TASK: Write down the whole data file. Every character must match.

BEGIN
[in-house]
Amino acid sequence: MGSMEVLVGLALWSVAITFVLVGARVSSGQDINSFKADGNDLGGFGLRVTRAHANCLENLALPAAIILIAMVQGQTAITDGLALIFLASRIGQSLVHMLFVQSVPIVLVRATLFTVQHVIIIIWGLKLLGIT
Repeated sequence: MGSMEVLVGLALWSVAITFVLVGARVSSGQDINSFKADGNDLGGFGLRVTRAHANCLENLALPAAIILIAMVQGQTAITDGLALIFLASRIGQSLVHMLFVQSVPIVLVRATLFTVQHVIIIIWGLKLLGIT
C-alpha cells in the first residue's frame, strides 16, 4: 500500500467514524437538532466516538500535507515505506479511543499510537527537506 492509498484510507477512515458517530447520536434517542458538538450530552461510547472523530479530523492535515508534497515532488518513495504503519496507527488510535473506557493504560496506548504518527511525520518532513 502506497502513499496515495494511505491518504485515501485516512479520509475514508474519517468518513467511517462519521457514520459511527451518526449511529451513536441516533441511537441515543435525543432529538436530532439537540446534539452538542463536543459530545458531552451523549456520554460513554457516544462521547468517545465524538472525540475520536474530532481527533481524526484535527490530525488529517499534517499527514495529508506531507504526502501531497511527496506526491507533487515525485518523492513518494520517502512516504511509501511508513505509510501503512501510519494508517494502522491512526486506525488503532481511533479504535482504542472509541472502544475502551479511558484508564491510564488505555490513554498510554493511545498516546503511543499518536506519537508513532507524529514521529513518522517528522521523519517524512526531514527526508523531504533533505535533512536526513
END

[in-house]
Amino acid sequence: MGSMEVLVGLALWSVAITFVLVGARVSSGQDINSFKADGNDLGGFGLRVTRAHANCLENLALPAAIILIAMVQGQTAITDGLALIFLASRIGQSLVHMLFVQSVPIVLVRATLFTVQHVIIIIWGLKLLGIT
Repeated sequence: MGSMEVLVGLALWSVAITFVLVGARVSSGQDINSFKADGNDLGGFGLRVTRAHANCLENLALPAAIILIAMVQGQTAITDGLALIFLASRIGQSLVHMLFVQSVPIVLVRATLFTVQHVIIIIWGLKLLGIT
C-alpha cells in the first residue's frame, strides 16, 4: 500500500467514524437538532466516538500535507515505506479511543499510537527537506 492509498484510507477512515458517530447520536434517542458538538450530552461510547472523530479530523492535515508534497515532488518513495504503519496507527488510535473506557493504560496506548504518527511525520518532513 502506497502513499496515495494511505491518504485515501485516512479520509475514508474519517468518513467511517462519521457514520459511527451518526449511529451513536441516533441511537441515543435525543432529538436530532439537540446534539452538542463536543459530545458531552451523549456520554460513554457516544462521547468517545465524538472525540475520536474530532481527533481524526484535527490530525488529517499534517499527514495529508506531507504526502501531497511527496506526491507533487515525485518523492513518494520517502512516504511509501511508513505509510501503512501510519494508517494502522491512526486506525488503532481511533479504535482504542472509541472502544475502551479511558484508564491510564488505555490513554498510554493511545498516546503511543499518536506519537508513532507524529514521529513518522517528522521523519517524512526531514527526508523531504533533505535533512536526513